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Nov 6, 2012 02:43 AM

Roasting the turkey: what's more precise than "30 minutes at 500?"

Like everyone else, I'm trying to go for a so-called "perfect" Thanksgiving turkey, with juicy meat and a crisp brown skin. Last night I tried my turkey method on a 7-pound chicken and it tasted terrific, though the skin wasn't crisp and golden. Thanks to a good brine I've nailed the "moist" part, but I'm still working on getting a good golden brown color for the skin. A lot of roast turkey recipes call for a roast at high heat to brown the skin, then lowering the temperature to properly cook it. However, all of these recipes (even Alton Brown) are vague with the initial high temperature roast, as they just say "roast at 450 or 500 degrees for 30 minutes, then turn down the oven temperature to 350." Now, there's a real difference between roasting a 12 pound turkey at 500, roasting a twenty pound turkey at 500, or even roasting a 7-pound chicken at 500. Is there a more exact method for the initial roast to brown the skin?

tl;dr: How many minutes per pound should I roast the turkey at 500 to get a crisp brown skin?

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  1. the 30 minutes at 500 (which I wouldn't even consider, btw) is absolutely strictly for browning the skin -- you're not really cooking the bird at that type of blast-furnace temperatures, you're drying and browning (possibly burning) the skin.

    Use a low-sided pan -- high-sided roasters shield your bird from the heat and keep it from browning properly.

    I've had 100% success roasting my birds at 325F for the entire time -- golden, crispy skin and juicy meat.

    2 Replies
    1. re: sunshine842

      agree with sunshine. I baste often, every 30 - 45 minutes, and the skin is always crispy, perfect.

      1. re: sunshine842

        Agree with sunshine, too. I have tried just about every method of preparing turkey and have returned to the old basic preparation method as it seems to us to be the best.

      2. As sunshine mentioned, the size of the turkey is not important where the high heat is not intended to do anything other than blast the surface. She is also spot on about the roasting pan. I use a cookie sheet for roast chicken, because a roasting pan's sides shield too much of the meat.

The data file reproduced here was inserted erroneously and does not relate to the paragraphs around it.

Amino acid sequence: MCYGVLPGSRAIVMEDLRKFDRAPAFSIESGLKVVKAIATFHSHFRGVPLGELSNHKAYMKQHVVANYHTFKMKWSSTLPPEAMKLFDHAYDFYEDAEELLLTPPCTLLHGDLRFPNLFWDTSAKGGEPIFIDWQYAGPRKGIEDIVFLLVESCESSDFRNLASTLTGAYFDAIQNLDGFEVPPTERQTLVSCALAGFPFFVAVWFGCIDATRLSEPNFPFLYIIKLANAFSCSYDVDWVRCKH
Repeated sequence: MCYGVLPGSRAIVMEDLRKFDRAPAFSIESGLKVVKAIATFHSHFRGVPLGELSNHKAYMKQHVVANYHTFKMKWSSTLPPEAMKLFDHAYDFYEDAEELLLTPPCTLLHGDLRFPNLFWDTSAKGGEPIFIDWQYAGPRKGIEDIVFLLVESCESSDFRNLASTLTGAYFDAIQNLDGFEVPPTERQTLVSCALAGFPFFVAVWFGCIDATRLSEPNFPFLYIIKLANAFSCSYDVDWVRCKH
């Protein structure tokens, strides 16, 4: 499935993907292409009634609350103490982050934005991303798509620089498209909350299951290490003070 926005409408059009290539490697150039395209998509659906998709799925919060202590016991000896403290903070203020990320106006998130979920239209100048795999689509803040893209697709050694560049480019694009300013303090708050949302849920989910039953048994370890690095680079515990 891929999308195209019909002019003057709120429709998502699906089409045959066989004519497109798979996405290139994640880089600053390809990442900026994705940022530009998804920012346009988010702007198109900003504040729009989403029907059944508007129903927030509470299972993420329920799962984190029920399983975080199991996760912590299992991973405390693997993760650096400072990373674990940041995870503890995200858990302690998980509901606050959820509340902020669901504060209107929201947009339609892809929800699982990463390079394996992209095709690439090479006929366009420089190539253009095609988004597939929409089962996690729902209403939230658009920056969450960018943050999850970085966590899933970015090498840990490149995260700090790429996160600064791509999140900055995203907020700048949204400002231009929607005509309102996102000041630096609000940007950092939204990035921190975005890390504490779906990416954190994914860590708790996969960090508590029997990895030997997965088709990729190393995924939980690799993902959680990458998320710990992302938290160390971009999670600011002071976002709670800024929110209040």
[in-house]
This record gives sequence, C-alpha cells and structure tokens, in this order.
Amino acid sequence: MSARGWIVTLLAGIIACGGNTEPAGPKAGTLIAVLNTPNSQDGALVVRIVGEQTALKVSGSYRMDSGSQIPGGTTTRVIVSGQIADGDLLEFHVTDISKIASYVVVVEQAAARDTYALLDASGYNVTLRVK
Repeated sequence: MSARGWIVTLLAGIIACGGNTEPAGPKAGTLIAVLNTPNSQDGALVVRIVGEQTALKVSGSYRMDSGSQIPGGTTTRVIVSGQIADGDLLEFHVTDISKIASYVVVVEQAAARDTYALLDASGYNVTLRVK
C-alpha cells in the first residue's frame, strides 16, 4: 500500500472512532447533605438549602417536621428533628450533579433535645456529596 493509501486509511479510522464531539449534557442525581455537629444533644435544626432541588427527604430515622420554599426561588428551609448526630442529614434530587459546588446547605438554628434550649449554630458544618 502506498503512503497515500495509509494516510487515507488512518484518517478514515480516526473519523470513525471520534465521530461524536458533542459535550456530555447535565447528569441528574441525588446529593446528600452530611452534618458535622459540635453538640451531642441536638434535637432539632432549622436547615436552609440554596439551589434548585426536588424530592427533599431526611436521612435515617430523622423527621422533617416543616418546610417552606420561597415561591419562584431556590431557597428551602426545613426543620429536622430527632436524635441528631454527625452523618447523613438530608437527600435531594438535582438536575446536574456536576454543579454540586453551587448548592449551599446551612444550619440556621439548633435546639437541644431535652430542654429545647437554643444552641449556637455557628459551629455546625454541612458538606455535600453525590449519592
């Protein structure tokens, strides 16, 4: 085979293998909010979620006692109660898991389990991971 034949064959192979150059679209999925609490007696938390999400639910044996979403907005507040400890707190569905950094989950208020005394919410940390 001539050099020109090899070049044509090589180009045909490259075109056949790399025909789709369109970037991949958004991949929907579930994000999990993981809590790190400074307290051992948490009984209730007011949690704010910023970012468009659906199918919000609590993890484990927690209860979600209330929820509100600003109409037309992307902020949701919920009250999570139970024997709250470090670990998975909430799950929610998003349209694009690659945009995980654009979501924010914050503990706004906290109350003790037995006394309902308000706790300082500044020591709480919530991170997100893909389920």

Also, brining inhibits crisp skin. You've got to REALLY dry it off before cooking to have any chance. Have you considered dry salting? Same effect, no liquids. Slather on salt, let it sit on bird in fridge for a day. Adding baking powder to the mix and loosening the skin helps too.

        2 Replies
        1. re: sbp

          I season my birds (chicken, turkey, and the random guinea fowl) with nothing more exotic than a moderate amount of salt, some fresh-ground pepper, and olive oil, and the skin gets beautifully brown and crispy.

          1. re: sbp

            Better recipes involving brining call for drying the bird off the day before, then putting it on a rack over a sheet pan in the fridge overnight, so the cold air dehydrates the skin. On the day of roasting, you can set the cold bird on the counter for an hour or more, with a fan blowing on it.

            Another tip for a browner skin is to give the raw, dry bird an all-over "massage" with a tbsp of mayo for a 10-12# bird, proportionately more for a larger one. There's sugar and egg in the mayo which will aid in browning.

          2. If you really want a nice crispy skin, rub it with some cornstarch slurry and air dry it before roasting.

            1 Reply
            1. re: ipsedixit

              The air drying before roasting seems to be key. You can get crisp skin without it, but if you air dry for a day or so the skin will shatter like candy. I do a dry "brine" starting on Monday (this can be done while the turkey is thawing if you're using a frozen bird). Just slap a bunch of salt on the bird (I usually use 3-4 tablespoons of kosher salt for a 15lb-ish bird), wrap it tightly in plastic wrap and let it sit until Wednesday. On Wednesday, take it out of the plastic, pat it dry and put it back in the fridge, uncovered on a rack, until Thursday. Don't baste while roasting. The skin will rock your world!

            2. Why not pretend youare Barbara kafka and roast it at 500 the whloe time?

              1 Reply
              1. re: C. Hamster

                I have used the Kafka method for several years now. Every year one family member argues that a 15 pound turkey can't possibly cook in 2 hours - it always does and is fabulous. You can google her recipe. Start with a clean oven!

              2. Here's the best instruction for high temp. The eight-minutes per pound may make sense of testing this with a chicken.